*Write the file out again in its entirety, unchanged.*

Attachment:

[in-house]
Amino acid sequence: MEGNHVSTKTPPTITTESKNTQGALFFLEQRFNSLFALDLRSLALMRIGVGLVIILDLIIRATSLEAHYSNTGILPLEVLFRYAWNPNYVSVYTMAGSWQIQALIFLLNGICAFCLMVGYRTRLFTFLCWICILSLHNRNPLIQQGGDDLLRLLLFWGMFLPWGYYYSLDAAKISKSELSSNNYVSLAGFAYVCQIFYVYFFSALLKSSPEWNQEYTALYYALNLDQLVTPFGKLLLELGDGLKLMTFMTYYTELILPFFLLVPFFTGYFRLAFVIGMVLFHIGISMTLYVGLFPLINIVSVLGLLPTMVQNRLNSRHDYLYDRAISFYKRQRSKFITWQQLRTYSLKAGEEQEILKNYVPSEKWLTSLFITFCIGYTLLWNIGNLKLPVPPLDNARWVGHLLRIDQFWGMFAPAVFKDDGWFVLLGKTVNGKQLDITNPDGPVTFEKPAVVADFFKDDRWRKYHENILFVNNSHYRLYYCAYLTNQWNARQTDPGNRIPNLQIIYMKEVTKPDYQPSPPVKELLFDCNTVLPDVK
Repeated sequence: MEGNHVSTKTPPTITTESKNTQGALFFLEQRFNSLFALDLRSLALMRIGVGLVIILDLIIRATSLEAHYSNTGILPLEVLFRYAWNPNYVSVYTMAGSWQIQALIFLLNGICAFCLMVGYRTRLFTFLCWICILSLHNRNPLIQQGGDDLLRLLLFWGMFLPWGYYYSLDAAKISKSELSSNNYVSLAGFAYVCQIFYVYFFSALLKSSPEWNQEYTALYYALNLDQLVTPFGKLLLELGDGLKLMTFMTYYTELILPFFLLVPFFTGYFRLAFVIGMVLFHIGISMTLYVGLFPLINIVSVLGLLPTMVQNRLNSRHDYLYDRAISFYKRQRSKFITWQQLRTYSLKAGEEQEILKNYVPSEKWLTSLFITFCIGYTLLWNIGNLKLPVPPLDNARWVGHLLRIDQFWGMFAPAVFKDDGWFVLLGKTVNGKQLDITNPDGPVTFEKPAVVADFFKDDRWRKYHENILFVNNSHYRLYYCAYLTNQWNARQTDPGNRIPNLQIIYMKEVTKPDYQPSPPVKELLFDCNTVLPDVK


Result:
[in-house]
Amino acid sequence: MEGNHVSTKTPPTITTESKNTQGALFFLEQRFNSLFALDLRSLALMRIGVGLVIILDLIIRATSLEAHYSNTGILPLEVLFRYAWNPNYVSVYTMAGSWQIQALIFLLNGICAFCLMVGYRTRLFTFLCWICILSLHNRNPLIQQGGDDLLRLLLFWGMFLPWGYYYSLDAAKISKSELSSNNYVSLAGFAYVCQIFYVYFFSALLKSSPEWNQEYTALYYALNLDQLVTPFGKLLLELGDGLKLMTFMTYYTELILPFFLLVPFFTGYFRLAFVIGMVLFHIGISMTLYVGLFPLINIVSVLGLLPTMVQNRLNSRHDYLYDRAISFYKRQRSKFITWQQLRTYSLKAGEEQEILKNYVPSEKWLTSLFITFCIGYTLLWNIGNLKLPVPPLDNARWVGHLLRIDQFWGMFAPAVFKDDGWFVLLGKTVNGKQLDITNPDGPVTFEKPAVVADFFKDDRWRKYHENILFVNNSHYRLYYCAYLTNQWNARQTDPGNRIPNLQIIYMKEVTKPDYQPSPPVKELLFDCNTVLPDVK
Repeated sequence: MEGNHVSTKTPPTITTESKNTQGALFFLEQRFNSLFALDLRSLALMRIGVGLVIILDLIIRATSLEAHYSNTGILPLEVLFRYAWNPNYVSVYTMAGSWQIQALIFLLNGICAFCLMVGYRTRLFTFLCWICILSLHNRNPLIQQGGDDLLRLLLFWGMFLPWGYYYSLDAAKISKSELSSNNYVSLAGFAYVCQIFYVYFFSALLKSSPEWNQEYTALYYALNLDQLVTPFGKLLLELGDGLKLMTFMTYYTELILPFFLLVPFFTGYFRLAFVIGMVLFHIGISMTLYVGLFPLINIVSVLGLLPTMVQNRLNSRHDYLYDRAISFYKRQRSKFITWQQLRTYSLKAGEEQEILKNYVPSEKWLTSLFITFCIGYTLLWNIGNLKLPVPPLDNARWVGHLLRIDQFWGMFAPAVFKDDGWFVLLGKTVNGKQLDITNPDGPVTFEKPAVVADFFKDDRWRKYHENILFVNNSHYRLYYCAYLTNQWNARQTDPGNRIPNLQIIYMKEVTKPDYQPSPPVKELLFDCNTVLPDVK